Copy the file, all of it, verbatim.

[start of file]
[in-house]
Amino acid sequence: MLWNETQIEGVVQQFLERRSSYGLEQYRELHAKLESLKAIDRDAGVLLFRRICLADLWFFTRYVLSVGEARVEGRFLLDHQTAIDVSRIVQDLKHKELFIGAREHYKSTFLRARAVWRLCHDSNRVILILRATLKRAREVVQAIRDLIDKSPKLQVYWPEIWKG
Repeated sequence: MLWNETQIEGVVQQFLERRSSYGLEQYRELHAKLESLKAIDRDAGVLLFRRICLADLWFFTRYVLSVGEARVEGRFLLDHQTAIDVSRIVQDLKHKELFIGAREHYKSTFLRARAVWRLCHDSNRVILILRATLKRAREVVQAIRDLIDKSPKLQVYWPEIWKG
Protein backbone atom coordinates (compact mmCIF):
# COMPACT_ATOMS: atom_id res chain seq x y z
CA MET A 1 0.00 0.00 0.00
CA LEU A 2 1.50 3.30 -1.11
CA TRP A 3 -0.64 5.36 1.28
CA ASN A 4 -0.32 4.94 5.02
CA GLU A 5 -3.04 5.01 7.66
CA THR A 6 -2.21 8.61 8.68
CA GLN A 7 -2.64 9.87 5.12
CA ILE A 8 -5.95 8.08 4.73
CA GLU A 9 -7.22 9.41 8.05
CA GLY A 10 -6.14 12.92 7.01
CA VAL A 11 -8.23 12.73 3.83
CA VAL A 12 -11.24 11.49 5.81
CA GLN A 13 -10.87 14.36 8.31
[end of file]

[in-house]
Amino acid sequence: MLWNETQIEGVVQQFLERRSSYGLEQYRELHAKLESLKAIDRDAGVLLFRRICLADLWFFTRYVLSVGEARVEGRFLLDHQTAIDVSRIVQDLKHKELFIGAREHYKSTFLRARAVWRLCHDSNRVILILRATLKRAREVVQAIRDLIDKSPKLQVYWPEIWKG
Repeated sequence: MLWNETQIEGVVQQFLERRSSYGLEQYRELHAKLESLKAIDRDAGVLLFRRICLADLWFFTRYVLSVGEARVEGRFLLDHQTAIDVSRIVQDLKHKELFIGAREHYKSTFLRARAVWRLCHDSNRVILILRATLKRAREVVQAIRDLIDKSPKLQVYWPEIWKG
Protein backbone atom coordinates (compact mmCIF):
# COMPACT_ATOMS: atom_id res chain seq x y z
CA MET A 1 0.00 0.00 0.00
CA LEU A 2 1.50 3.30 -1.11
CA TRP A 3 -0.64 5.36 1.28
CA ASN A 4 -0.32 4.94 5.02
CA GLU A 5 -3.04 5.01 7.66
CA THR A 6 -2.21 8.61 8.68
CA GLN A 7 -2.64 9.87 5.12
CA ILE A 8 -5.95 8.08 4.73
CA GLU A 9 -7.22 9.41 8.05
CA GLY A 10 -6.14 12.92 7.01
CA VAL A 11 -8.23 12.73 3.83
CA VAL A 12 -11.24 11.49 5.81
CA GLN A 13 -10.87 14.36 8.31